The World History Survey: Visual Literacy and Associative Thought

By Lael Sorensen
California State University, Los Angeles 



Project Summary

Reflective Essay

Lesson Suggestions and Materials
You can choose any single lesson option below or treat each one as a scaffolded series of lessons. I've provided a "how to" essay for each lesson followed by a bulleted list of suggested handouts and materials.

Option 1: Teaching Visual Literacy (Essay)

Option 2: Comparing Visual with Textual Primary Sources (Essay)

Option 3: Teaching Associative Thought (Essay)


In addition to the world history survey, Lael Sorensen teaches medieval and early modern European history at California State University, Los Angeles. This project explores the power of visual and textual primary sources while introducing students to the Web. Her goal was to combine teaching the content of world history with critical thinking skills. Finally, information literacy is a key feature of this site.

She would like to thank Linda Pomerantz and everyone in the California Cluster for their support and feedback during this project. Noralee Frankel was instrumental to its completion. Katherine C. Adams helped with key design issues for this Web site.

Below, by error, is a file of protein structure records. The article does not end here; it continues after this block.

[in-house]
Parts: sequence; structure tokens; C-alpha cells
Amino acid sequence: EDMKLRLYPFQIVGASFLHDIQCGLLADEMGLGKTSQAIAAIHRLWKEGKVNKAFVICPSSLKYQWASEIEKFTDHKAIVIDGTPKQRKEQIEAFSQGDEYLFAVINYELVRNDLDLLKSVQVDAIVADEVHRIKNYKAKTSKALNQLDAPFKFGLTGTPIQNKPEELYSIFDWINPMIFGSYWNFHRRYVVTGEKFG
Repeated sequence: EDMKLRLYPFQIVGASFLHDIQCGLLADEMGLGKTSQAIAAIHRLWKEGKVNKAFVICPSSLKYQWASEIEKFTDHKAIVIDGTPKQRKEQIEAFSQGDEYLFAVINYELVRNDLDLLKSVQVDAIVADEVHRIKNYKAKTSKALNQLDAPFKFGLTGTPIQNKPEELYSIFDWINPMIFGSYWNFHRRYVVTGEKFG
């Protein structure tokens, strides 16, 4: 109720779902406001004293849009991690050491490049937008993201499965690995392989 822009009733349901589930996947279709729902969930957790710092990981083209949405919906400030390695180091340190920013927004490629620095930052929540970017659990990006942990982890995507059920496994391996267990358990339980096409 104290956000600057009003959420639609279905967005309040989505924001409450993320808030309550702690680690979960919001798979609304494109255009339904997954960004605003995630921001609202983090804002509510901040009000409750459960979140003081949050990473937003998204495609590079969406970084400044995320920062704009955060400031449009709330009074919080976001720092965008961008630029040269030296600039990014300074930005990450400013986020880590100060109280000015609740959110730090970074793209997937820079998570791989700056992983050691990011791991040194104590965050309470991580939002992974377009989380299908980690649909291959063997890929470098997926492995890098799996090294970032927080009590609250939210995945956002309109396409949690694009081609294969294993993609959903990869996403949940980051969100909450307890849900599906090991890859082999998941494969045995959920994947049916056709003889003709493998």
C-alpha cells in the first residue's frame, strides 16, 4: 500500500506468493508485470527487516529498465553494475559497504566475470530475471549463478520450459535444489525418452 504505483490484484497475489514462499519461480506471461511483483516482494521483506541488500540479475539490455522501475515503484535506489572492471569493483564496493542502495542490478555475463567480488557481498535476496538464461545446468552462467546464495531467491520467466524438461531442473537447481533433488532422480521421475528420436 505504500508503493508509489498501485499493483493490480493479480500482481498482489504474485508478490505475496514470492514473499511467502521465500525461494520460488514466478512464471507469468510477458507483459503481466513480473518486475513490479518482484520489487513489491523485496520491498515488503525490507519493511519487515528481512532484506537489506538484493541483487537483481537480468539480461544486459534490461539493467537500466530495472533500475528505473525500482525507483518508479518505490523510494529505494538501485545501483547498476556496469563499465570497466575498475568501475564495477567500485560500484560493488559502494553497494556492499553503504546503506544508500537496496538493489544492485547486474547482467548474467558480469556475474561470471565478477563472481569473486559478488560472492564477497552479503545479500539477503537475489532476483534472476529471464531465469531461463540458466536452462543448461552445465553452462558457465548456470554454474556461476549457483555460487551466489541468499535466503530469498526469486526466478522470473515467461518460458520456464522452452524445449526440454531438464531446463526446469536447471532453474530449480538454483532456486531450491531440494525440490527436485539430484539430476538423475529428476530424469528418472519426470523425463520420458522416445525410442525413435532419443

Project Summary

The guts of the Web site is a vertical portal composed of many visual primary sources each with explanatory text and all appropriate to the teaching of the medieval section of World History. These visual primary sources are arranged by civilization but can be combined to form new topic-specific groupings based on theme. That is the guts. The glory of this site consists of three separate lessons, each of which makes use of the visual primary sources in the vertical portal in different ways. Of course, teachers and students may access the vertical portal and do with it what they like on their own or they may want to follow my lesson suggestions. Each of the three suggested lessons acts as an independent unit or they may be treated as a scaffolded sequence of lessons - that is, each lesson introduces a new skill while rehearsing the skills taught in earlier lessons. All of the lessons seek to teach visual literacy and to encourage associative thought, key features of critical inquiry for beginning history students.